Self-Awareness, Identity, and Leader Development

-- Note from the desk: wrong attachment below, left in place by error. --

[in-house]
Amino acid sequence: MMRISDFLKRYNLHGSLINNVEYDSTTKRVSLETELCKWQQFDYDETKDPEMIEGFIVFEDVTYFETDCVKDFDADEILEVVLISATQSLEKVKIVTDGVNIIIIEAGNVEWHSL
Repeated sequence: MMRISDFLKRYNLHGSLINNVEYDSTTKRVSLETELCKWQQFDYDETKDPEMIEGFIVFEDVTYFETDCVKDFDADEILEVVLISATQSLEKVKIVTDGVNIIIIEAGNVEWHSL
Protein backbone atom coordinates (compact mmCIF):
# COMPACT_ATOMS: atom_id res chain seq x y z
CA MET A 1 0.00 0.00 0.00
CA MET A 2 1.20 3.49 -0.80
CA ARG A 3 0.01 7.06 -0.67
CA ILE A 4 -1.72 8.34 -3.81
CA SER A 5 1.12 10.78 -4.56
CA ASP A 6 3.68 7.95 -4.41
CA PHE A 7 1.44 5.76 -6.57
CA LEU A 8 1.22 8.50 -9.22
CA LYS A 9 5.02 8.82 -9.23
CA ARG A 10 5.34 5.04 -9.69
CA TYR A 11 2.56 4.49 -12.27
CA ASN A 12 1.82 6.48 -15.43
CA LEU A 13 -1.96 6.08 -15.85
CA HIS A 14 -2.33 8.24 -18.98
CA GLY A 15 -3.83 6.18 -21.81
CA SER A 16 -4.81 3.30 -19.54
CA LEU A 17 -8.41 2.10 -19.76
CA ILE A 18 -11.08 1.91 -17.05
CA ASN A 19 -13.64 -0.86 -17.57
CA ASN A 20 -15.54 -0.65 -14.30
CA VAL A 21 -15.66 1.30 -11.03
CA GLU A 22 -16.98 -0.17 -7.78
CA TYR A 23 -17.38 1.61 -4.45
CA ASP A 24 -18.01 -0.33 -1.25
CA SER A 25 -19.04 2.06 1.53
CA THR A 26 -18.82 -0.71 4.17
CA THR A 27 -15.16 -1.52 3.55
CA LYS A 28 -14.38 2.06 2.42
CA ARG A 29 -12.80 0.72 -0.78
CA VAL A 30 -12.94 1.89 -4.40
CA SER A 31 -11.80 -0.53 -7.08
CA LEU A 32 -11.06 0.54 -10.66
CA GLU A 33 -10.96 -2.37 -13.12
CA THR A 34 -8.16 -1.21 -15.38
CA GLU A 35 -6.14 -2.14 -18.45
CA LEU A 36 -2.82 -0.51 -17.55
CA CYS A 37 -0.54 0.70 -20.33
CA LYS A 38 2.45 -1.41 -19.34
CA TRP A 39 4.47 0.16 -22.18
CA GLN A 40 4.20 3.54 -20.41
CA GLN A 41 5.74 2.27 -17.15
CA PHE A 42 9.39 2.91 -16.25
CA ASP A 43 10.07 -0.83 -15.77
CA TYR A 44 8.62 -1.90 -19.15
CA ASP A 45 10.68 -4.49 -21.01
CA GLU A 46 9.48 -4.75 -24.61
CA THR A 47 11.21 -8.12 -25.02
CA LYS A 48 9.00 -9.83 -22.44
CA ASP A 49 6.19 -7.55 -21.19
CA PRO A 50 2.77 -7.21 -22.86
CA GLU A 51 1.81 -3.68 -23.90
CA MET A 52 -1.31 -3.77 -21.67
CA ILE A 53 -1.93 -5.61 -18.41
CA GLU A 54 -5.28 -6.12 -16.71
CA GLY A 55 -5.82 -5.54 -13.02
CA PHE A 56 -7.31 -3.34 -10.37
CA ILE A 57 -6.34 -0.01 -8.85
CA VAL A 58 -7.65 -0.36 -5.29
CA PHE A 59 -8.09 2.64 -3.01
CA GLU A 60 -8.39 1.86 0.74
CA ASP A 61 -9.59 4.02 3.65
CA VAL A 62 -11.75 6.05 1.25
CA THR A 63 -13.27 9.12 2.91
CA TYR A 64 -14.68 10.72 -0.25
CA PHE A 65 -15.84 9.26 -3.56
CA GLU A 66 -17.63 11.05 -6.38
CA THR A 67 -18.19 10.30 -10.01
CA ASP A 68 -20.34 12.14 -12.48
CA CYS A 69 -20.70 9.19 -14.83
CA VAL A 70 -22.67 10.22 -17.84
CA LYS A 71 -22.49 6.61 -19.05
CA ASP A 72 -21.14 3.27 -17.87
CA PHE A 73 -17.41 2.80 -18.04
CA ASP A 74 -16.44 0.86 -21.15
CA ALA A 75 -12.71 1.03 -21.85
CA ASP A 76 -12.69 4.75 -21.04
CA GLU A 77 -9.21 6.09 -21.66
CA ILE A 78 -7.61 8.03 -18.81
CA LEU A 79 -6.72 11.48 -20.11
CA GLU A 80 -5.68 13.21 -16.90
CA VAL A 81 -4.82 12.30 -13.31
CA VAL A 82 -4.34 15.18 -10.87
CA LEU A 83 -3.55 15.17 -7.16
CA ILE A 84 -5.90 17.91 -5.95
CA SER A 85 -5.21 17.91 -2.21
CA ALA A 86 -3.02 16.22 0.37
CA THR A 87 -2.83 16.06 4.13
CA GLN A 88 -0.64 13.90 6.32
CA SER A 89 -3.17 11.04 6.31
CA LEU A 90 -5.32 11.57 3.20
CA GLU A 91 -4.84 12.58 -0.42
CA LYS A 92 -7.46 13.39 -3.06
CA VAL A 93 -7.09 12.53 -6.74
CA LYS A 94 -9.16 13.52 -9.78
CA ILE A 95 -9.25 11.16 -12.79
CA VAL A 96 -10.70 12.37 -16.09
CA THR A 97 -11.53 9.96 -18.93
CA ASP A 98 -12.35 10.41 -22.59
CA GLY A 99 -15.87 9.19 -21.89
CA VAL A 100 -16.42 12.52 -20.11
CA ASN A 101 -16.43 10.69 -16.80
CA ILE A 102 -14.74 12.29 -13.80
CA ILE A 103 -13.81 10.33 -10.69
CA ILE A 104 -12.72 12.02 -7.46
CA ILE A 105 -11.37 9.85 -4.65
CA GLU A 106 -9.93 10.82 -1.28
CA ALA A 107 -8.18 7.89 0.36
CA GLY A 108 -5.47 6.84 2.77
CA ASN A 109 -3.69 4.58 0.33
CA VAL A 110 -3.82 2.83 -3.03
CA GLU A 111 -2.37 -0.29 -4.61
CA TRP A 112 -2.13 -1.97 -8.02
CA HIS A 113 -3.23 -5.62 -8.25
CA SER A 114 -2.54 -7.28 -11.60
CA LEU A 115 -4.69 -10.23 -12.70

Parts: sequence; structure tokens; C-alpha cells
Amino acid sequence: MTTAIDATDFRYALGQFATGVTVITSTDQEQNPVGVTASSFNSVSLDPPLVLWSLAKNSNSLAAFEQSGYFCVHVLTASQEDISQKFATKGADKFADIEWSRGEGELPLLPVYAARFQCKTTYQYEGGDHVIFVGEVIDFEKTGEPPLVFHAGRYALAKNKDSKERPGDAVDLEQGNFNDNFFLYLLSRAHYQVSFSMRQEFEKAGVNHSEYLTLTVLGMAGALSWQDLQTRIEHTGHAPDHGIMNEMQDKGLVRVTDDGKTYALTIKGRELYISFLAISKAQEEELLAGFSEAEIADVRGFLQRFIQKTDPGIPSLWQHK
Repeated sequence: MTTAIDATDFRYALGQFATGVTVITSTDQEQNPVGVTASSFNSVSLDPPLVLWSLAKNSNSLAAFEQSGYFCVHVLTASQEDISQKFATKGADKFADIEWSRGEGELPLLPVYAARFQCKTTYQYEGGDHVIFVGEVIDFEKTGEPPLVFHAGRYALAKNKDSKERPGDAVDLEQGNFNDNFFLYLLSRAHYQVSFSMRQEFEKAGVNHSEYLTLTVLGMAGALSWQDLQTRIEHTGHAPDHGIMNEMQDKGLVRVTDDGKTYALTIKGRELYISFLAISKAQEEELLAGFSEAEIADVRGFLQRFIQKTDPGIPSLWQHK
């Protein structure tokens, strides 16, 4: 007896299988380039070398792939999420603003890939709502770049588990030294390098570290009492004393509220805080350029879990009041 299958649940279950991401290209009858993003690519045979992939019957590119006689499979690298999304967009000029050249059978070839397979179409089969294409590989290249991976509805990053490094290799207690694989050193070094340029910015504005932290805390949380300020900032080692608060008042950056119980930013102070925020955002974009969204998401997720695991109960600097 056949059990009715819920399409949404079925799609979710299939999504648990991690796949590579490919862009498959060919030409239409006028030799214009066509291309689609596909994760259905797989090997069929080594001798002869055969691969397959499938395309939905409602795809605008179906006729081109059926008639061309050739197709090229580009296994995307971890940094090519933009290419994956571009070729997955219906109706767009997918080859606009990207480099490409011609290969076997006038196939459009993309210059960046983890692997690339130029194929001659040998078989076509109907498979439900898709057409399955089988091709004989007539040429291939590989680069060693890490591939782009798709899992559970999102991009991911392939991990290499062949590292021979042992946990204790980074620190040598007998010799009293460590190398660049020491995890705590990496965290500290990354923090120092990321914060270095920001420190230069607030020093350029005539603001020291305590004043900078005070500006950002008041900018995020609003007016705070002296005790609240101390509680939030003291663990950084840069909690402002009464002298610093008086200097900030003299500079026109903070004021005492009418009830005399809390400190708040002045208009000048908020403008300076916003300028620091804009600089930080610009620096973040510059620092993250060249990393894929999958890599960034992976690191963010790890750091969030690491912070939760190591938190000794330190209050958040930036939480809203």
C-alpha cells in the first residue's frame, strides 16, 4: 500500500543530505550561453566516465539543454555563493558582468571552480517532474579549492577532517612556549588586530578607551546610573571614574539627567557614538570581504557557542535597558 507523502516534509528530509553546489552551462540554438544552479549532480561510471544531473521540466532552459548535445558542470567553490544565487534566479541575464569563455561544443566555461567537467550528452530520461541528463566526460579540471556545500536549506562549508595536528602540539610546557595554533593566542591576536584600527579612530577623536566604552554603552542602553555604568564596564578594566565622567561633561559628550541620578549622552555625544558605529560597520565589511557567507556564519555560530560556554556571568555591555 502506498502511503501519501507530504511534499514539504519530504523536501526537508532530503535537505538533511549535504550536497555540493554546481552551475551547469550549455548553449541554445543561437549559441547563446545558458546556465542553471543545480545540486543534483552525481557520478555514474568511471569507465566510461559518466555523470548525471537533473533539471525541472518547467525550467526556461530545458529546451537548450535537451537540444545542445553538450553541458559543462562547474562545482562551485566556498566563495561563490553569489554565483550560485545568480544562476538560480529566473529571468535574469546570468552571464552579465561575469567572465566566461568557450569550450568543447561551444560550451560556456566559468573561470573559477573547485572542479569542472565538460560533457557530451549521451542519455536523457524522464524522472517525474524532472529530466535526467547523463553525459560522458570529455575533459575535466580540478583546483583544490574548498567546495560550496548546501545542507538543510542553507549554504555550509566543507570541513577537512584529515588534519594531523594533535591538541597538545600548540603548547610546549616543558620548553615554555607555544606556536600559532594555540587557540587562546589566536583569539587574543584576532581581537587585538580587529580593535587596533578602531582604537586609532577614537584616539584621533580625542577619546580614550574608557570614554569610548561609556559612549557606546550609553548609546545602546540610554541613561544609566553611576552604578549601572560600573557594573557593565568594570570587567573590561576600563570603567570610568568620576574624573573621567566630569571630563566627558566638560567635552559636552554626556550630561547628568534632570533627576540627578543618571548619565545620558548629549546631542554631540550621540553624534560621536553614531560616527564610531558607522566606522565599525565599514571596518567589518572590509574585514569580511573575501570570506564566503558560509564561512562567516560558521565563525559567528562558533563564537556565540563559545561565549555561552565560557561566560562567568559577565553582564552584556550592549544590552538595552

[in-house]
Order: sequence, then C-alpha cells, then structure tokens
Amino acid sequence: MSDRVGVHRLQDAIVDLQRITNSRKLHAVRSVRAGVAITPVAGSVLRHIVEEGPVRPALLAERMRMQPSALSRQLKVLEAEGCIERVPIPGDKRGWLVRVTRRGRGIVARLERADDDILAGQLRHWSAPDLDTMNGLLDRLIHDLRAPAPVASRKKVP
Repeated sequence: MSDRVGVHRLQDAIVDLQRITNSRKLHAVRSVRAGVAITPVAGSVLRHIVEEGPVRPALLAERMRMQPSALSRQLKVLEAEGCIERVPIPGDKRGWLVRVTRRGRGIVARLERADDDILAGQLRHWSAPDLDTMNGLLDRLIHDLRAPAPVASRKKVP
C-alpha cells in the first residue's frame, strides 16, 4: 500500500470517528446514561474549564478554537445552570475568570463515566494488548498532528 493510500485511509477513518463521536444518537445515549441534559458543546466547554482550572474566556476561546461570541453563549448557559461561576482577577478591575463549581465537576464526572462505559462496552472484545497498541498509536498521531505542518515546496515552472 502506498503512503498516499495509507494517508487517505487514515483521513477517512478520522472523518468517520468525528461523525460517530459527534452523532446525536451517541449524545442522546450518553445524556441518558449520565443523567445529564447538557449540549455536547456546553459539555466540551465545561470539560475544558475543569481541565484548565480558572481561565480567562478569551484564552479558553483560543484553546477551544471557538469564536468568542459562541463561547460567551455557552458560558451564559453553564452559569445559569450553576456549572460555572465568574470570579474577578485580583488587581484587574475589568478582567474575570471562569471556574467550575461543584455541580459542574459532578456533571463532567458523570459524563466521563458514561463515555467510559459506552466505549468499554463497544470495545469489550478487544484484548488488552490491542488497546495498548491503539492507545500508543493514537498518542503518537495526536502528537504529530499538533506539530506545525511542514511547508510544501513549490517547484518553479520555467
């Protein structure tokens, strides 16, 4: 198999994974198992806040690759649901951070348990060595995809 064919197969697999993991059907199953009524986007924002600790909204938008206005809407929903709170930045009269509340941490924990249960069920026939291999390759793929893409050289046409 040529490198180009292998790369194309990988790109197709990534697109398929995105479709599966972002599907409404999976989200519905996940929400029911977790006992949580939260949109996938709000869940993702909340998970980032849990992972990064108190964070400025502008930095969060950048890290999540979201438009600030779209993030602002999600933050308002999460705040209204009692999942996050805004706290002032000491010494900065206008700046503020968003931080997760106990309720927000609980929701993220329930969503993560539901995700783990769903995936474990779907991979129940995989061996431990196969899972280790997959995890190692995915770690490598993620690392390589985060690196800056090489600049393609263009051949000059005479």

In today’s complex, turbulent organizations, a critical competency for successful leaders is the ability to learn how to deal with the changing demands of the environment and develop the appropriate new skills. There are two overarching personal capabilities that help leaders “learn how to learn” new skills and competencies: self-awareness (or identity) and adaptability (Briscoe and Hall, 1999; Hall, 1986a, 1986b, 2002; Hall and Associates, 1996). Because of the superordinate power of these two personal capabilities in helping the person grow new competencies, I refer to them as “metacompetencies.” This chapter is a detailed examination of one of these metacompetencies: self-awareness. Much less is known about self-awareness in organizations than is known about adaptability.1 I examine the nature of self-awareness, the different theoretical perspectives that have been used to study the concept, what role it plays in leadership development, and what organizations might do to create cultures that promote its development.